Kuora: Censorship of American tech companies in China, and the question of reciprocity

This week’s column comes from one of Kaiser’s answers originally posted to Quora on January 25, 2018:

Why are Tencent and Alibaba allowed to compete globally while foreign companies are not permitted in the Chinese domestic market, given that China pretends to not to have a “China First” policy?

The sensitivities that give rise to the censorship effectively preventing many global tech companies from competing in China aren’t commercial, but political. Companies seen as having no real potential as platforms for political dissent or organization are not barred from competing in China. Amazon, for instance, is able to compete, and people do order things on Amazon in China — though in all honesty it stands very little chance against Alibaba’s T-mall or JD.com. eBay was allowed to compete, but Alibaba’s Taobao wiped the floor with it.

The global (read: American) tech companies that aren’t allowed to operate (or basically not allowed to, even if they do have R&D or sales operations in China) are blocked because they’re seen as potential vehicles for the spread of ideas the ruling Chinese Communist Party opposes (“Western values,” “so-called ‘universal values,’” “historical nihilism,” “anti-socialist values,” etc.) or because they’re easily used to organize people. The CCP fears that social media sites and services, especially, are dangerous. But watching how we in the West appended the names of various social media sites to color revolutions or the Arab Spring uprisings — Iran’s Green Revolution in 2009 was the “YouTube Revolution,” Tahrir Square in Egypt became the “Facebook Revolution,” Moldova and others were termed “Twitter Revolutions” — it’s not surprising that Beijing would regard them with suspicion.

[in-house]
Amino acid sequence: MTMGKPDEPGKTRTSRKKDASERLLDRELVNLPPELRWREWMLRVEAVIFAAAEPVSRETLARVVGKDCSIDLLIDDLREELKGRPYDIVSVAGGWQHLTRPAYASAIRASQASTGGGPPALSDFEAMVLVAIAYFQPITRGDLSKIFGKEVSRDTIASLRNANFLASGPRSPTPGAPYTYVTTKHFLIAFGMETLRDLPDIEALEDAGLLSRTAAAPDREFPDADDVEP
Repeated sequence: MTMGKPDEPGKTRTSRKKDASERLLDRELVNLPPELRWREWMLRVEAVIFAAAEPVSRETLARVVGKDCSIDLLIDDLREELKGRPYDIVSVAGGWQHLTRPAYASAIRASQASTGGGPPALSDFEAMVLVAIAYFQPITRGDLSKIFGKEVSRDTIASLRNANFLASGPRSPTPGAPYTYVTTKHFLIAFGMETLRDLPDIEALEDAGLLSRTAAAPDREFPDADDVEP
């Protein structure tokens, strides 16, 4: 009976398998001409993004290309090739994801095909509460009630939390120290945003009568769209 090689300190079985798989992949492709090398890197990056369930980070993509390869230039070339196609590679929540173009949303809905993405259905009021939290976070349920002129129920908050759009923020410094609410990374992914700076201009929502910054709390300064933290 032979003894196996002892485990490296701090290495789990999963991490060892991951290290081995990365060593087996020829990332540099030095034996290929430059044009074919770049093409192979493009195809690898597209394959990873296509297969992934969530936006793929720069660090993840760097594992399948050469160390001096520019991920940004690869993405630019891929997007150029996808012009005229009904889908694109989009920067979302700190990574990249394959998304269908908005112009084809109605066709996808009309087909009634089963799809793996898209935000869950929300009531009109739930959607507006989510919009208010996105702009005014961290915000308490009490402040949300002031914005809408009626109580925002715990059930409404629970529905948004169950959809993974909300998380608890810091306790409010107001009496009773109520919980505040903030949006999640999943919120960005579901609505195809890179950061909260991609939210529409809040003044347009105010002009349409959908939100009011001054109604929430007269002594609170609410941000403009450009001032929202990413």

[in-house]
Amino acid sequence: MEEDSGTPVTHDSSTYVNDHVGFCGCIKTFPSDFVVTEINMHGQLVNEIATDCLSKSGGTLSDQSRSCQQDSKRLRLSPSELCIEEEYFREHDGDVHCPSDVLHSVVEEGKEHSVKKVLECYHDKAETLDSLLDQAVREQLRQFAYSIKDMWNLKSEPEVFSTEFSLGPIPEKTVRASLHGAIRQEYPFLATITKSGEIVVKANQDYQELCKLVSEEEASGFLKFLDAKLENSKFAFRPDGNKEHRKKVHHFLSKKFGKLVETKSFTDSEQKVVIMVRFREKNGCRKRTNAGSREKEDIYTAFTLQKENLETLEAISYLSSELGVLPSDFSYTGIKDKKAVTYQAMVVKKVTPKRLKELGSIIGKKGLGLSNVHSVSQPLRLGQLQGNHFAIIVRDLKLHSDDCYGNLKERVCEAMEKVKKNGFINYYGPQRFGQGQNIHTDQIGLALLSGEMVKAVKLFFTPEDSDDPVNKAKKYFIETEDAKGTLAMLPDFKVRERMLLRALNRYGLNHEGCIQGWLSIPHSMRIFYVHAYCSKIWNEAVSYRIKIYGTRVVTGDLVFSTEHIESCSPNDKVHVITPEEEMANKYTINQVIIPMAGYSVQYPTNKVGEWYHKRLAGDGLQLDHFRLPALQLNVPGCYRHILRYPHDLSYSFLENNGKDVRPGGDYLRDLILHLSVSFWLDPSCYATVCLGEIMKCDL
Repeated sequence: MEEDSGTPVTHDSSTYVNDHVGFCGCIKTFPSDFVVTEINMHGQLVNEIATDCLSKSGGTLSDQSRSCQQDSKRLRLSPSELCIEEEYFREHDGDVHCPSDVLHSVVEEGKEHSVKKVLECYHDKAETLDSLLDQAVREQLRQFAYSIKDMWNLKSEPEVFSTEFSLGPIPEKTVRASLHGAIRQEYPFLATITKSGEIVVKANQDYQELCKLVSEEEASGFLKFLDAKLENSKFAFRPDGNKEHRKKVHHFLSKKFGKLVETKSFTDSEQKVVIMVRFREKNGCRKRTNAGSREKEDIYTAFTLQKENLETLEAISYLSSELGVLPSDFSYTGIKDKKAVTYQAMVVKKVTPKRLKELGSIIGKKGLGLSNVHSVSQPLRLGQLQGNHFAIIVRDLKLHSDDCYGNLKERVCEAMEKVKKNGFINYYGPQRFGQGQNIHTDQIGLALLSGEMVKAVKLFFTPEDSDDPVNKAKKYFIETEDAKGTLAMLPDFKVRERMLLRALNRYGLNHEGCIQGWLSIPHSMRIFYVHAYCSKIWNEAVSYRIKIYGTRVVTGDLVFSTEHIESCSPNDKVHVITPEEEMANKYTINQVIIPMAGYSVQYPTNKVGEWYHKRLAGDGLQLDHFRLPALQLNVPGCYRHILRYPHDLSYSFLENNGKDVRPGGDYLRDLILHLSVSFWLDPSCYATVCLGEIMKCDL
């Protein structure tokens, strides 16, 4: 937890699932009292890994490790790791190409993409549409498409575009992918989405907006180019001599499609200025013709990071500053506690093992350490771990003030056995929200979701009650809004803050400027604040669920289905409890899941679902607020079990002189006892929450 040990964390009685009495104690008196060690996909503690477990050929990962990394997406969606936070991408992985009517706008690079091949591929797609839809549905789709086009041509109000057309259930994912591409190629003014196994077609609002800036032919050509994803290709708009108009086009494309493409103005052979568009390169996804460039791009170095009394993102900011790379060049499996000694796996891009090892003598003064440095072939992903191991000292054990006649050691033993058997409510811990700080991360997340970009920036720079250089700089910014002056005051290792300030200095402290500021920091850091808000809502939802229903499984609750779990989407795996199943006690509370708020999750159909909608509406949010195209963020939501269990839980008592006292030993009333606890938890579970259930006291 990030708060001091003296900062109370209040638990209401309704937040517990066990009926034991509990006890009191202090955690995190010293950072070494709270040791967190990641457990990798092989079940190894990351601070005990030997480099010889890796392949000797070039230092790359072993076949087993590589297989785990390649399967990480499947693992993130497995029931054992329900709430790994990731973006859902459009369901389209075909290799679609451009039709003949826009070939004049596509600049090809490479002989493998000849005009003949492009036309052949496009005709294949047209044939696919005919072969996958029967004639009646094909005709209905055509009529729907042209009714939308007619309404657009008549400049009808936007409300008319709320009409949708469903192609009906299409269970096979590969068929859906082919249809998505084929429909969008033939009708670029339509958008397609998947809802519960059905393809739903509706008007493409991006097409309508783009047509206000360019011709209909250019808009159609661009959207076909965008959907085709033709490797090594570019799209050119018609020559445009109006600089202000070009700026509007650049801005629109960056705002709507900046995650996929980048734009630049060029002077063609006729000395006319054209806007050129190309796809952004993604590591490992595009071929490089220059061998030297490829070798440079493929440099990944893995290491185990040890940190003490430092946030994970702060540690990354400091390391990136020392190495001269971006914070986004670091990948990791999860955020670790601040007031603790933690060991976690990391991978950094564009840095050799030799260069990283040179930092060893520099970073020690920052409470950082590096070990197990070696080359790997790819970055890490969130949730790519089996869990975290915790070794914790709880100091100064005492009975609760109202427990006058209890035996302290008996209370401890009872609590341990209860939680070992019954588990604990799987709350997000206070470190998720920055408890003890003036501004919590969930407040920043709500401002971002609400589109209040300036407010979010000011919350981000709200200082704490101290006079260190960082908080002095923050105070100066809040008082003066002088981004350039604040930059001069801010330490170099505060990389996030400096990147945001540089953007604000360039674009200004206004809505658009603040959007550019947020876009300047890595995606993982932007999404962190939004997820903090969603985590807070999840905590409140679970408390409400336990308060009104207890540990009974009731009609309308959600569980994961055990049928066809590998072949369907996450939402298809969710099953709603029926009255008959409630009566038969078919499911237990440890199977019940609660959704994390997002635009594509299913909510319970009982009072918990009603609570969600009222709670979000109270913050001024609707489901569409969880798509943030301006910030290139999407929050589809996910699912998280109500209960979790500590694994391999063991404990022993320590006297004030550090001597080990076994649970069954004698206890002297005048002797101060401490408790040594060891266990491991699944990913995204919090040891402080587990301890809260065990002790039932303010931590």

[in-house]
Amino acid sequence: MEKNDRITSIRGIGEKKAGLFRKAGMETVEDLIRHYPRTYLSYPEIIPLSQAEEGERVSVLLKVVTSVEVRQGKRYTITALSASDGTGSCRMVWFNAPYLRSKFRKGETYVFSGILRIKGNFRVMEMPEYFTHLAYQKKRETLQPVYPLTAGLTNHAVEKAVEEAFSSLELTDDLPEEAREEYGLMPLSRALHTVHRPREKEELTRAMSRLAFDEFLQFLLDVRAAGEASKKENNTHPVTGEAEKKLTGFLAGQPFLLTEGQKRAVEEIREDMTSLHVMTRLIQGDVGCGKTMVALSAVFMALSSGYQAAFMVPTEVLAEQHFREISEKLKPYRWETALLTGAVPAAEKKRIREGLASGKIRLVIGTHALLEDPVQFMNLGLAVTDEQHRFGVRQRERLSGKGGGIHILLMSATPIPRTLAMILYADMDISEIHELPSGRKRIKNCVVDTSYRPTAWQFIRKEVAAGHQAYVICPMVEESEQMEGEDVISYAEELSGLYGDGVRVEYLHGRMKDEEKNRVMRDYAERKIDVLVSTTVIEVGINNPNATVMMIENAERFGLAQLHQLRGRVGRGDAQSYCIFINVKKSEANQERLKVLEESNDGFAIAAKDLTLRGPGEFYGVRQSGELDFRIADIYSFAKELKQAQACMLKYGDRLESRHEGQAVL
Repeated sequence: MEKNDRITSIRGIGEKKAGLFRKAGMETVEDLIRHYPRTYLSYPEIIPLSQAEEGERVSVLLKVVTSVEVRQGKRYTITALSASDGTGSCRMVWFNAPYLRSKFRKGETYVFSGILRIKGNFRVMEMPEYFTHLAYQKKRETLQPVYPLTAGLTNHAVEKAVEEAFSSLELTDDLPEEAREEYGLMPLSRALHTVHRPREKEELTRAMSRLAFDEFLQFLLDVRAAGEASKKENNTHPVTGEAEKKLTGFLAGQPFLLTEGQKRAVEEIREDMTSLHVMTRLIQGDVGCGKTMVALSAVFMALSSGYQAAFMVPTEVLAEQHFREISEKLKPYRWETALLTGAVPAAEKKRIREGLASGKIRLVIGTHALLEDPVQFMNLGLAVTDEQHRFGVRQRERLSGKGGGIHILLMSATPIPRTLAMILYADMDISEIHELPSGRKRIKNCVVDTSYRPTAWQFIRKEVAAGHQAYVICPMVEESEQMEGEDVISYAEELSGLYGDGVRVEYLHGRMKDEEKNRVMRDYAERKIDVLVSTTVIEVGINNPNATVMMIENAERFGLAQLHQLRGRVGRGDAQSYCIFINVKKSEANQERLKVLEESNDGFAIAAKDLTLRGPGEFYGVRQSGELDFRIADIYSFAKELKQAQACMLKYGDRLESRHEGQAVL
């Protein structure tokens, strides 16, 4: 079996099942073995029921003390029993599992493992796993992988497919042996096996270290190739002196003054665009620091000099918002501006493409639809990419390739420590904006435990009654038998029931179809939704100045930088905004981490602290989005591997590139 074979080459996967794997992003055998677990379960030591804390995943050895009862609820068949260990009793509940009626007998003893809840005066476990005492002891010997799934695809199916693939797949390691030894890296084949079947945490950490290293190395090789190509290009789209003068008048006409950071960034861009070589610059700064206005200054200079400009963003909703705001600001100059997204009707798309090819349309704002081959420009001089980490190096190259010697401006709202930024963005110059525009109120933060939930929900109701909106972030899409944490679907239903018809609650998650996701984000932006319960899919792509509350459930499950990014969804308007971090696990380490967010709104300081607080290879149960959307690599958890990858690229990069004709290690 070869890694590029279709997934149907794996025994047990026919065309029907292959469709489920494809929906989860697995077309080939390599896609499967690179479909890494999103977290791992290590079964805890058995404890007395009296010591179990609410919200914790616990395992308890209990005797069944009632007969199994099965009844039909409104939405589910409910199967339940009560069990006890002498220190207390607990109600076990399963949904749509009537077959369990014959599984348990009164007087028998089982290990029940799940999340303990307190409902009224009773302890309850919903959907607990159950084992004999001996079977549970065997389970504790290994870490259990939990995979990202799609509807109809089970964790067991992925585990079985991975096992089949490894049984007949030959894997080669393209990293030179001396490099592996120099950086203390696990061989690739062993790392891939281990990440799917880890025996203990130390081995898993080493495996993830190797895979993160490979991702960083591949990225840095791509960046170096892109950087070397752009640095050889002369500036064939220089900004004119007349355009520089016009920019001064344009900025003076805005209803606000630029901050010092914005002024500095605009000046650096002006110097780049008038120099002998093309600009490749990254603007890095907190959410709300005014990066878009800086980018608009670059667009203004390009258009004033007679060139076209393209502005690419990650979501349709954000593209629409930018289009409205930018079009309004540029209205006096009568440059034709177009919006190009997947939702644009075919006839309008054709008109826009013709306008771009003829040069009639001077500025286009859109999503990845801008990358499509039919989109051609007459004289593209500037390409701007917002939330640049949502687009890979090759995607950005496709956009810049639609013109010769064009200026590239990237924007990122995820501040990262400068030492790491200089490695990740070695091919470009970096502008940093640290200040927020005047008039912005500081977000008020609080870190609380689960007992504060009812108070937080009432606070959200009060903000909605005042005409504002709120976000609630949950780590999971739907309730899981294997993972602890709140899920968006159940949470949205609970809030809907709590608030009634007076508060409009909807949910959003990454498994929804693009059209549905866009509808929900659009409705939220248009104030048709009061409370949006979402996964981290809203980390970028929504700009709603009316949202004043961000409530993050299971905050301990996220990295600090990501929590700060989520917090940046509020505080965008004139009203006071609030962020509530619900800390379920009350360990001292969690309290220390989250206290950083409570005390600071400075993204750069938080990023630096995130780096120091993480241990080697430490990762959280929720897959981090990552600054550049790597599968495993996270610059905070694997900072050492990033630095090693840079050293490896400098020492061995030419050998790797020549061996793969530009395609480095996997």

Google, which pulled out of China in 2010 over (at least in part) censorship restrictions, had been free to operate in China prior to that time as long as it agreed to abide by those restrictions.

Will Google search actually return to China?

There are people who call for reciprocity, but I think hitting back at private-sector Chinese internet companies — the companies that, in my opinion, are probably doing the most to advance the public sphere and broaden information horizons in China, despite what the government does to contain such things — would be cutting off one’s nose to spite one’s face. It would be foolish and counterproductive.

Kuora is a weekly column.